Court TV today unveiled its long-awaited new name - truTV. Come Jan. 1, 2008, the network will drop its old moniker and logo in favor of truTV and expand its programming slate to include the action-based programming executives say the new name reflects.
Network executives announced plans for the rebrand at Court's upfront in March and, as per plans to unveil the changes this summer, told key advertisers and cable operators of the new branding last night.
The plan, said executives at the time and now, is to target a psychographic called "Real Engagers," by revamping daytime trial coverage, adding nighttime entertainment shows and taking on a new name and look.
“It gave us the opportunity to do both scripted and nonscripted programming that exactly mirrored the position we architected and crafted using consumer research,” Turner Entertainment Networks President Steve Koonin told B&C in an interview.
A team of seven Turner executives in New York and Atlanta considered some 4,000 names before settling upon three finalists in April. After that, Turner conducted focus groups with viewers and the overwhelming majority of them picked tru, he said.
Turner will add a new tagline as part of a major consumer awareness-based marketing campaign planned to begin October 1.
Said Marc Juris, Court TV’s General Manager Marc Juris, “the name communicates not only the essence of the programming you will see, but it has a nice, clear, defining, descriptive notion about it and it’s very positive and aspirational.”
The new logo appears similar to Court's with the same rounded font and red-and-black colors and the new name. Also, "tru" is the second half of "court" spelled backwards, although Koonin calls that a "fortunate coincidence."
That racy nighttime programming the network has run has led to significant ratings gains over the past year, making the Court TV name - more evocative of the trial coverage the network runs during the day - increasingly moot, executives say.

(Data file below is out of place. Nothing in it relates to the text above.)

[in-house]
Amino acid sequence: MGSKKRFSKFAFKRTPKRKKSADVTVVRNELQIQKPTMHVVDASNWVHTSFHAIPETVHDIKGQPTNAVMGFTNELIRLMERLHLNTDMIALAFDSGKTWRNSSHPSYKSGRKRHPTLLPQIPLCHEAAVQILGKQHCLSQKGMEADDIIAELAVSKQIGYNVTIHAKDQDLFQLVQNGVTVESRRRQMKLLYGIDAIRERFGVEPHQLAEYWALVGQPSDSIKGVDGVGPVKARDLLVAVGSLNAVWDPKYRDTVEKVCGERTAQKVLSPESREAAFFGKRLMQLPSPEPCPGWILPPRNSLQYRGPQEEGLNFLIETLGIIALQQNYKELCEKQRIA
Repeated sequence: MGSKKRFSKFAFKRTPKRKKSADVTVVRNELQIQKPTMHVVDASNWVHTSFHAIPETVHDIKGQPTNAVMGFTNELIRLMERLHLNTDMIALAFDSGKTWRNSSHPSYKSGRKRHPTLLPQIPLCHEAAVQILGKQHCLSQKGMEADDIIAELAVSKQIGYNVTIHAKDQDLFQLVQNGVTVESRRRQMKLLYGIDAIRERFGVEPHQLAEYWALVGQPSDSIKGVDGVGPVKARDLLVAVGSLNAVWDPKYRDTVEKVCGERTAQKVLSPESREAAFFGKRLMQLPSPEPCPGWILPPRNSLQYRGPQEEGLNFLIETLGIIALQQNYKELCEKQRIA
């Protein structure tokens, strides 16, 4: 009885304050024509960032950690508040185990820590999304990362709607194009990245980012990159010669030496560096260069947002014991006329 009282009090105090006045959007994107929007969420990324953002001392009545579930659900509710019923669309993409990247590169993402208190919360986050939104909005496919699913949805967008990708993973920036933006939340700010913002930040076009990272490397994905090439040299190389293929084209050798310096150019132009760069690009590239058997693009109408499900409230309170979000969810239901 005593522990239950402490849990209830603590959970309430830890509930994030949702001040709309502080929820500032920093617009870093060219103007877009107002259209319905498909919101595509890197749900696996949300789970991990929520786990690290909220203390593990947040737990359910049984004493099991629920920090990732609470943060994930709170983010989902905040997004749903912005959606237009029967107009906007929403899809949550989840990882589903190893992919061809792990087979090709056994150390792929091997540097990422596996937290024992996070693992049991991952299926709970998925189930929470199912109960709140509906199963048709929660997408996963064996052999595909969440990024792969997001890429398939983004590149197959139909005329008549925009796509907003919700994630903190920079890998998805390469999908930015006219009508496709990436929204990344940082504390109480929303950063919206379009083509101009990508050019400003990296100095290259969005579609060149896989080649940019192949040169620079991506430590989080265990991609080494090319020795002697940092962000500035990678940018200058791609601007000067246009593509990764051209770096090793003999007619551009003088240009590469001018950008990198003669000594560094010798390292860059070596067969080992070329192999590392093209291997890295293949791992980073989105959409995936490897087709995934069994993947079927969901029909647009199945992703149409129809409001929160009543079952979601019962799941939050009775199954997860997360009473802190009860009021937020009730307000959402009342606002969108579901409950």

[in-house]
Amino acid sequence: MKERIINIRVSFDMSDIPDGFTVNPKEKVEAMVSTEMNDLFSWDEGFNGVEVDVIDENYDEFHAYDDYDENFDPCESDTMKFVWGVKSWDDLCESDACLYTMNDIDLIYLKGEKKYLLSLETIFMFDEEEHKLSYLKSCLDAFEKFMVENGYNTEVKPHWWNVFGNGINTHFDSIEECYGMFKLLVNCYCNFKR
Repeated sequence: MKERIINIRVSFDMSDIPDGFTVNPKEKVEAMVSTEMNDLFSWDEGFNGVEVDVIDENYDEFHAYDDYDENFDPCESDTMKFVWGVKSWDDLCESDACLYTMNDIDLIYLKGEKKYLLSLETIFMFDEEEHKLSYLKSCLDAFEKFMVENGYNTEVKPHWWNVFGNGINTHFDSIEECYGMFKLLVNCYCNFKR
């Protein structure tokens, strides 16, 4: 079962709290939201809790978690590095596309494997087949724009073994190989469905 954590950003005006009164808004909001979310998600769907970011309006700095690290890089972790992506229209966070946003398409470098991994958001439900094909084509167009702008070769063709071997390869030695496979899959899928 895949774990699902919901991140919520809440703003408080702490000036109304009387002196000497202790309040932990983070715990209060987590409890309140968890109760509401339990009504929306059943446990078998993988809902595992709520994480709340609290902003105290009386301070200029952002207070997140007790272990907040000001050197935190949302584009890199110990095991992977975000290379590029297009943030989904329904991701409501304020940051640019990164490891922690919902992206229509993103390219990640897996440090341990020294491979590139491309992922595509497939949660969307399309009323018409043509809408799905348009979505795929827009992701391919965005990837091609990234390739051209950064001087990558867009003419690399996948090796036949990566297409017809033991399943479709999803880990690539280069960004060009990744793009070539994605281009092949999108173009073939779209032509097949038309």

Now, daytime programming will be retooled into a six-hour block that will lead into the new hour-long Star Jones talk show at 3 p.m. As planned in March, trial coverage will move to the Web during the afternoon.
The network plans to continue pumping action into reality shows in early fringe, prime, and latenight, and announced four new series with the rebrand. Their subjects include dueling neighbors (Granada's Neighbors 911), ski patrollers (Bunim/Murray's Ski Patrol), Texas oil prospectors (Original Productions' Black Gold) and storm enthusiasts (Tiger Aspect USA's Outlaw Chasers).
In March, the network announced developing several primetime reality shows on, among other things, police interrogations (The Room), con artists (The Real Hustle) and high-end security experts (Tiger Team). Also in development are quarterly specials from Court TV-owned Website the smokinggun.com, such as The Dumbest Criminals in the World.
The network, which was acquired by Time Warner and folded into its Turner division last year, has repositioned itself several times before, most recently dividing its programming into trial coverage during the day and entertainment programming at night.
Sources familiar with the network before its acquisition by Turner say Court's ad-sales staffers - who were laid off after the Turner buy - had long wanted a name change to reflect the saucier programming at night. But they didn't want to scare off advertisers with a name suggesting an environment full of blood and gore.
Says Rudy Gaskins, CEO/executive creative director of branding-services agency Push Creative, who worked on Court's rebrand around 2000: "The network was really hamstrung by the daytime programming as well as the attitude that could come across if they went full-scale crime." He spoke to B&C when Turner announced plans for this latest rebrand in March. “It has been a struggle, and I don't know how much success they've really had overcoming this problem.”
Court has seen huge ratings gains with its action-packed primetime entertainment shows over the past year. Thanks partly to its RED - or Real. Exciting. Dramatic. block, during second quarter, Court's primetime audience grew 32% to 1.11 million viewers (its audience in the key 18-49 demographic grew 16% to 420,000 viewers).
That's compared with the relatively small audience the network's overall daily programming - including daytime trial-based coverage - draws: 597,000 viewers during second quarter, 243,000 of them in the 18-49 demo.
Executives at the network have spent the past several months getting the requisite clearances for using the new name across various platforms, says Koonin.
Koonin, who masterminded rebrands for Turner's TNT and TBS cable networks to focus on drama and comedy, respectively, says that Court's rebrand has been an internal team effort (by Court TV General Manager Marc Juris and others), not by outside brand consultants.